Biomass fuel positive environment benefit

Dear Richard

Thank you very much for this fantastic paper about the forest

I was asked if we also have this biomass debate in DK, yes we have, and  the same arguments.

The Danish District association DanskEnergy, the association of power companies held a conference recently about it and concluded that biomass with the certificates was considered to be CO2 neutral

Also the Danish Energy Agency considers it 100% CO2 neutral comparing with fossil fuels. (CO2 emissions from transport and exploration are not included for any of the fuels)

Our leading professor Claus Feldby can tell the true story shortly like in the paper.


Yes we have someone, who can not under stand it but mostly it is because they have another interest.


I think it can be explained very shortly:


  • A forest do not accumulate CO2. It is in balance, as a natural forest.
  • It only accumulate CO2 if we remove timber and biomass, which allows trees to grow and accumulate CO2
  • The more we support the forest industry by buying low quality wood for wood chip og wood pellets, the more we stimulate expansion of the forest and thus even more CO2 accumuation
  • The time lack between harvesting wood for energy production and CO2 emission and recapturing the CO2, e.g. 50 years has no real influence on  the climate, at least not after 50 years
  • Even clear cut can be good forest business in climatezones in which the new trees grow very fast and even can guided by the forest owner (we see in Sweden after the storm)



On the other hand on should be concerned about:


  • using plastic instead of timber for building materials, e.g. windows
  • using biodiesel from farming, which increases farmland and reduces forests
  • dumping waste on landfills instead of incinerating the waste for 100% energy use
  • burning wood in small stoves with emission of PAH and dust in urban areas
  • using fossil fuels at all..



Yours sincerely

Anders Dyrelund Graduate diploma in business administration

Senior Market manager

Energy Planning and Production


D +45 51618766

M +45 51618766




Hannemanns Allé 53
DK-2300 Copenhagen S


DK REG. NO. 35128417



From: Richard Landen []
Sent: 6. marts 2017 15:08
To: RichardhansonG
Cc: euan mearns; William Orchard; dave andrews; Dr. Gregor Czisch; Anders Dyrelund; Roger Andrews; Jason Deign; Steve Harper; District Heating/Cooling Discussion; Claverton; Niels Houbak; Hugh Sharman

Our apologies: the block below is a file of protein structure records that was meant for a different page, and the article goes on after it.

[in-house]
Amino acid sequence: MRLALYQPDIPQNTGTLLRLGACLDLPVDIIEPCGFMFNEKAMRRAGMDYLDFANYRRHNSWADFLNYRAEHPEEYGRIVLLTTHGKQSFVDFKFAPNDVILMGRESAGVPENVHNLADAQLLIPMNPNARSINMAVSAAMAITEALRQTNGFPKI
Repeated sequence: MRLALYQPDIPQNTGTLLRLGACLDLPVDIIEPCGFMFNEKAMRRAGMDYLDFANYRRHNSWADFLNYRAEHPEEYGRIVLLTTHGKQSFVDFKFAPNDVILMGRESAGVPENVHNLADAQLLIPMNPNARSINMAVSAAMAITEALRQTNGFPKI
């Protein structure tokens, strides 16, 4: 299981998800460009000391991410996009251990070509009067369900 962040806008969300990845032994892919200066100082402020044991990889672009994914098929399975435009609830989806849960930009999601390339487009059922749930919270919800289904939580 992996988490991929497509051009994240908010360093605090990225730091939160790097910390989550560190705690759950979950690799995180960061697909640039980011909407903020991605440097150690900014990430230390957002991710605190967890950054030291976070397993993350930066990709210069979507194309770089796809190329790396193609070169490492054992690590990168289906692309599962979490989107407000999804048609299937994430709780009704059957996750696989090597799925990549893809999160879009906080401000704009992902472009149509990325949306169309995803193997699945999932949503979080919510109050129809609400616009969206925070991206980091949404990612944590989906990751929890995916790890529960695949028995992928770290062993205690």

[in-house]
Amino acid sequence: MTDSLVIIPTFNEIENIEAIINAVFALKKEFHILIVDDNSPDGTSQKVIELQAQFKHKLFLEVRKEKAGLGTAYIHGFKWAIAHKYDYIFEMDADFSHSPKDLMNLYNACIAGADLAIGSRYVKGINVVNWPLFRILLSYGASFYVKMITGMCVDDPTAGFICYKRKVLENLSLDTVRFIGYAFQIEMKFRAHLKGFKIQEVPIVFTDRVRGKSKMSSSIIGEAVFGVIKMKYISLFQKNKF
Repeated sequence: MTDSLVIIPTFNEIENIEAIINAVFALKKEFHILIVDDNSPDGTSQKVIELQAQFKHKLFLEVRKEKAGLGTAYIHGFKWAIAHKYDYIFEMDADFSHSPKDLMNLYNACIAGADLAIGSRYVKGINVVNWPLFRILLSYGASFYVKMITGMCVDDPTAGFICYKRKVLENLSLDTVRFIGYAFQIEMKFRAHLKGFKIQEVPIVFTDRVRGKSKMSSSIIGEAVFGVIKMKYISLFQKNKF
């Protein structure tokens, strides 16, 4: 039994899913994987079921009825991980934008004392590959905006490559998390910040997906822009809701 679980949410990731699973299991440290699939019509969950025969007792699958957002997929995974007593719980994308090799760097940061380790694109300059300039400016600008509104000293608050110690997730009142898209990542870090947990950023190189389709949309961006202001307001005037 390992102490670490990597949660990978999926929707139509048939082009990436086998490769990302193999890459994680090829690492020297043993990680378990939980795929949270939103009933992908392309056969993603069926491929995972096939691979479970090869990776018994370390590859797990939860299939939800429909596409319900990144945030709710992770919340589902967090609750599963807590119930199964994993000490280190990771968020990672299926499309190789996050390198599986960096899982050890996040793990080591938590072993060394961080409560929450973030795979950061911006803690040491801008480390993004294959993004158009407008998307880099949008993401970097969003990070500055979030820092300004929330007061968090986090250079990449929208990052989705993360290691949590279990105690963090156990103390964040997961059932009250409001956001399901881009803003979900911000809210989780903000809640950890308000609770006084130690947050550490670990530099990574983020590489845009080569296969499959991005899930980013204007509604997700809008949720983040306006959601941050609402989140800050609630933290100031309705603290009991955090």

Subject: Re: [dhc-discussion] Re: ESR special edition: Will there ever be enough storage to go 100% renewable?


Here’s the attachment



On 6 March 2017 at 15:01, Richard Landen <> wrote:

To save me writing an epistle have a look at these 2 – one is a link and the other an attachment:





Richard Landen
Biomass & district heating specialist

Mobile: +44 797 474 0854
Home:+ 44 1767 631535
Skype: richard.a.landen


On 6 Mar 2017 11:02 am, “Richard Hanson-Graville” <> wrote:

I believe the main contention lies in the delays.


If it is seen as a 50 year cycle to grow trees, and we move full scale into using biomass, then until the replanted trees catch up we have potentially released more carbon.  So in a 10 year timescale it could look much worse than a 50 or 100 year timescale.


Carbon targets are short term, as are the carers of those looking for credit for reducing carbon, so it’s the short term that you hear about more.


Also, the promise of future trees to replace the one just chopped down, needs to be fulfilled. If the economics of grants drives people to burn wood inefficiently (i.e installation and fuel is cheaper) then that increases demand for biomass, but does it then translate into a growth in regenerated stocks.


If not, we are just creating a short term incentive to release more carbon through inefficient systems, and once the biomass prices rise as demand outstrips (responsible) supply we will be forced to revert back to non-renewables while waiting for the next generation of trees to grow.


Personally I like biomass – it is a renewable cycle if managed and our happiest customers are those that run on a wood burner nearly all year using local free coppiced wood – but the way it has been incentivised as an industry simply turns it into a money making exercise, diverting the wrong types of biomass, and not directly driving growth of future fuel sources.  Heating uninsulated chicken sheds and making more money from grants than chicken is the best example I’ve seen.


It would like to see biomass grown (no pun intended)  from the source upwards – so incentives go into creating a glut of quality fuel that will then translate into lower prices and uptake.  Rather than put money in a shop window for end users and installers to drool over and figure out mechanisms for getting a slice, put the money into direct creation of low carbon energy supply (growing trees) and let the economics work themselves out.   Government would be far better guaranteeing 25 years of fuel at a fixed price of the back of working with the forestry commission, rather than offer money to whoever can ‘justify’ using it.



Richard Hanson-Graville MA.Mech.Eng.
Technical Manager
Thermal Integration Ltd.
0845 2411441
07557 342430


From: [] On Behalf Of Richard Landen
Sent: 06 March 2017 09:01
To: William Orchard <>
Cc: euan mearns <>; dave andrews <>; Anders Dyrelund <>; Dr. Gregor Czisch <>; Roger Andrews <>; Jason Deign <>; District Heating/Cooling Discussion <>; Steve Harper <>; Niels Houbak (NIHO) <>; Claverton <>; Hugh Sharman <>
Subject: RE: [dhc-discussion] Re: ESR special edition: Will there ever be enough storage to go 100% renewable?


I’d refer you to this:






Richard Landen
Biomass & district heating specialist

Mobile: +44 797 474 0854
Home:+ 44 1767 631535
Skype: richard.a.landen

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